Motilone lawyers advise tribal elders on legal matters, such as the protection of the 320 square-mile Motilone tribal preserve established in 1974. One Motilone lawyer, Roberto Dacsarara Axdobidora, currently serves as director of Indian affairs for northeast Colombia. The details of these more recent events are chronicled in the new book Bruchko and the Motilone Miracle.
Perhaps the most amazing part of this remarkable story is the fact that Olson and the Motilone have accomplished so much without the backing of a missionary organization. (Olson applied to several U.S.-based missions in his teens, but all rejected him as unqualified for missionary service.)
Occasional donations and sporadic government subsidies have come to the tribe through the years, but Olson and the Motilone generate the bulk of the tribe’s operating capital. He funds high school and university scholarships through original textile designs he sells to companies in the U.S. and Europe. The tribe invests profits from its farming cooperatives to maintain its schools and health care centers.
Guerillas in the Jungle
Olson has reasons for encouraging the Motilone-Bari to maintain financial independence. Some of his ideas have sparked vigorous debate within the international missionary community. “God has prepared the terrain to preach the redemption of the cross, but we come in with money, with planes, sophistication and solar energy—all these marvelous things so we can eat beef stroganoff in the jungle.
“My conscience doesn’t allow me to put a landing strip in the jungle so we can reach a tribe. And then 15 years after we’ve reached the tribe, we’ve devastated their cultural expression and their interpretation of who they are.”
Debate over missionary strategy notwithstanding, Olson’s no-frills approach makes sense to anybody concerned with the future of tribal peoples because it engenders do-it-yourself independence that sustains them long after the missionary passes from the scene.
“No Motilone has been on the streets of Colombia to beg for money,” Olson says. “With the financial benefit brought by the cooperative, he can produce chocolate, sell it to the cooperative and have change in his pocket to purchase the materials he considers beneficial from the outside world. It’s very beautiful.”
Olson does not paint the Motilone miracle as an unqualified success. “The failures, I will accept as my failures,” he admits.
Nonetheless, consensus among missiologists ranks Olson’s ministry as one of the finest examples of sound strategy in the history of evangelical missions.
Today the Motilone are facing another severe test. Once again the future of the tribe, as well as Olson’s longevity, is in doubt. As was the case 40 years ago, the threat comes from outsiders bent on taking over Motilone lands—by violence, if necessary.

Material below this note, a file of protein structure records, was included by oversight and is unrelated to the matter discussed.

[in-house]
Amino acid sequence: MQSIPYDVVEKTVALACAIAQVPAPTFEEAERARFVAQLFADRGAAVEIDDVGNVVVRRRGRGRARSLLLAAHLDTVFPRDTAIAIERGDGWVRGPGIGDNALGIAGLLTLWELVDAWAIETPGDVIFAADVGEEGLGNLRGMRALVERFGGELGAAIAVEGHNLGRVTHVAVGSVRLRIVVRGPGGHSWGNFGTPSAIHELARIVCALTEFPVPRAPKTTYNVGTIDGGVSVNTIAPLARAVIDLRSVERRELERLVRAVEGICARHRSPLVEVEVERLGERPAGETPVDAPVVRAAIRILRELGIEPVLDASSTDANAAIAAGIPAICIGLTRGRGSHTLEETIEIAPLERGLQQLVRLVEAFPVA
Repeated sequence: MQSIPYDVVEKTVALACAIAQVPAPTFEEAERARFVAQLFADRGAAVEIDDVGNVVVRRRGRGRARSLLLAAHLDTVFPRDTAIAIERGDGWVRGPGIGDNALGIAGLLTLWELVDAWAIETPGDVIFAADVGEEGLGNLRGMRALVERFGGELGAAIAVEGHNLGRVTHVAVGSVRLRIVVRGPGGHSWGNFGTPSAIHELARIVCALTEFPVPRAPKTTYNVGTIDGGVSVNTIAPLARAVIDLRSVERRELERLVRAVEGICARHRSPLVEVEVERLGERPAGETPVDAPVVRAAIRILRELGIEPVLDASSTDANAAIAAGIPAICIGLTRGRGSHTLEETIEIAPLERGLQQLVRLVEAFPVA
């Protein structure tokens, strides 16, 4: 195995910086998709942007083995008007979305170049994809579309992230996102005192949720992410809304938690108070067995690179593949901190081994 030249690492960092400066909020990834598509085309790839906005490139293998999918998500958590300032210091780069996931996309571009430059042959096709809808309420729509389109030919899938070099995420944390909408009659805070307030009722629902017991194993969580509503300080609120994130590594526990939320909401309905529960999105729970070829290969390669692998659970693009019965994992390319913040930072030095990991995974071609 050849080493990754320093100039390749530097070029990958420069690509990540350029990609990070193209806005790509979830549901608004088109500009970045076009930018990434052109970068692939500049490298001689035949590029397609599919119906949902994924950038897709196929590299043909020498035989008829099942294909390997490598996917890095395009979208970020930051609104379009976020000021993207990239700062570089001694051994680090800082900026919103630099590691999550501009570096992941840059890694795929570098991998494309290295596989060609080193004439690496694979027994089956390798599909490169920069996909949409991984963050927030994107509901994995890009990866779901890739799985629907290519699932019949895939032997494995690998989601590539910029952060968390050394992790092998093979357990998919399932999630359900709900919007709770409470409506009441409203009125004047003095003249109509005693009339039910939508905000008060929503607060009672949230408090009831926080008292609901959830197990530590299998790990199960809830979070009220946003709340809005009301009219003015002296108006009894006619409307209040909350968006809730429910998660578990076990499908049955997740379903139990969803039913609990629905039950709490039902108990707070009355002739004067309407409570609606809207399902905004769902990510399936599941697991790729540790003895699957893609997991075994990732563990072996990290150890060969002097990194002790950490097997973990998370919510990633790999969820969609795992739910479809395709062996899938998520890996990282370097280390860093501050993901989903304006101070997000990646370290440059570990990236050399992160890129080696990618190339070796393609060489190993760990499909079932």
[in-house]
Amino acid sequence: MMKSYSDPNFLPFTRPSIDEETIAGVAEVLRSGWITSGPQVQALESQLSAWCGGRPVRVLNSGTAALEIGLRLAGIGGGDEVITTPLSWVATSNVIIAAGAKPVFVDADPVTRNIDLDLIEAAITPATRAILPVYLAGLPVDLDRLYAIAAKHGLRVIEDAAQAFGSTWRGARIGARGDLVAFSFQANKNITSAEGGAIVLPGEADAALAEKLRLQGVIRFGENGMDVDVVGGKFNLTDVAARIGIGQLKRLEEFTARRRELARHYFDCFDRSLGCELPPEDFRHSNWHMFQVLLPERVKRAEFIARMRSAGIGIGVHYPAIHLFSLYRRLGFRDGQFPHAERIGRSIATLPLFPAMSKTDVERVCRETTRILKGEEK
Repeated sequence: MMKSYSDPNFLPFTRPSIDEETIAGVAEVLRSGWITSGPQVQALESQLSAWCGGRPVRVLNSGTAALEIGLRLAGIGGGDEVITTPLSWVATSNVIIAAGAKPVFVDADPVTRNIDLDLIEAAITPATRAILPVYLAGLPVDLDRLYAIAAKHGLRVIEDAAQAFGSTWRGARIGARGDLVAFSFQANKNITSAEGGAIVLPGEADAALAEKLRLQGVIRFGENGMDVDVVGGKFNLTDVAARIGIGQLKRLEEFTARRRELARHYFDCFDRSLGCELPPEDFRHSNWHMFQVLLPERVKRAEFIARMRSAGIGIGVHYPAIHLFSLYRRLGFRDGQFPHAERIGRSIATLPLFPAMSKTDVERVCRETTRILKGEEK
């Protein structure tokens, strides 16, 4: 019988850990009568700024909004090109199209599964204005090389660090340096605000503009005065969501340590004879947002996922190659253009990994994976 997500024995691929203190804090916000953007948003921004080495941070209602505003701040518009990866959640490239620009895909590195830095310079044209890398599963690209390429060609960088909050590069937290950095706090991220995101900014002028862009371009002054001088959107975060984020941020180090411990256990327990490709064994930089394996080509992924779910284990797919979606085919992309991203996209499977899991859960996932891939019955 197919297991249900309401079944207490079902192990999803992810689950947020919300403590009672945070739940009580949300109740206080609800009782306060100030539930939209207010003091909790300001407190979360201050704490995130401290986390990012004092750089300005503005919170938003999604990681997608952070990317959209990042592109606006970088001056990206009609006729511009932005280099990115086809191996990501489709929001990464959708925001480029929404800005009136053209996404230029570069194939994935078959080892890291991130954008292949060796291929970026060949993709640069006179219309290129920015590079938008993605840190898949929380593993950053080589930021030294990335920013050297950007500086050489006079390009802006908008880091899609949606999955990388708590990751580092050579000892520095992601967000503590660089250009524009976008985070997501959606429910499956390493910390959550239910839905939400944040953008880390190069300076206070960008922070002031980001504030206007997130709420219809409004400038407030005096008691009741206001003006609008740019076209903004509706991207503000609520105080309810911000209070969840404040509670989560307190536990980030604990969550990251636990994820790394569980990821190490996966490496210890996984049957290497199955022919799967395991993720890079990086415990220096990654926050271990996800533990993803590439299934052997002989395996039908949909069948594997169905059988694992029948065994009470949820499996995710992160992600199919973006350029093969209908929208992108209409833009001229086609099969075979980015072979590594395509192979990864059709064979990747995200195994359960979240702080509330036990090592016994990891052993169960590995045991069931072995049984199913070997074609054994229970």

Marxist-inspired insurgents have maintained camps in northeast Colombia for years. In 1988, the National Liberation Army (ELN in Spanish) kidnapped Olson and threatened to shoot him if he did not join their cause. He refused, enduring nine months of grueling captivity—and witnessing the execution of five fellow hostages—before the guerrillas relented and set him free.
Ironically, four years earlier the Colombian National Army had detained Olson for eight months on suspicion that he aided the guerrilla movement. Military men mistook his transforming ministry among the Motilone as communist activism. The indignant intervention of Roman Catholic Bishop Juan de Dios Díaz García eventually convinced the generals otherwise, and they released Olson.
In 1997, Olson was abducted again, this time by a splinter guerrilla group known as the Popular Liberation Army (EPL). “I was in my old ’79 Toyota, driving on a dirt road from Tibú to Bucaramanga to pay the bills of the students at the university. I was stopped, and 30 guerrillas came out of the underbrush.”
Olson suffered three gunshot wounds in the attack. One bullet passed through his torso, one through his left leg and a third is still lodged in his neck. “My car was taken away from me, and I was taken into the bush,” he says. “I realize it’s the EPL, and this is going to be for money. Once you’re kidnapped by them there’s no way out except to pay, and if you don’t pay, you’re shot.”
His captors marched Olson through the lowland jungles for several days, his hands shackled behind his back. When they allowed him privacy in the bush to relieve himself, he quietly slipped away. The guerrillas did not know the terrain as well as Olson, so he evaded recapture and reached safety in a farming settlement a day and a half later.
He has not talked about the incident much, even with the authorities. “It was reported to the police in Cúcuta, and they called me in to give more details. But I never showed up.”
Olson’s reticence is understandable, considering the intrigues of guerrilla warfare in Colombia. He recognized, for example, some of his EPL captors as former patients of Motilone health centers. Corrupt police officers sometimes protect victims, for a price, and sometimes betray them to enemies who offer a better deal.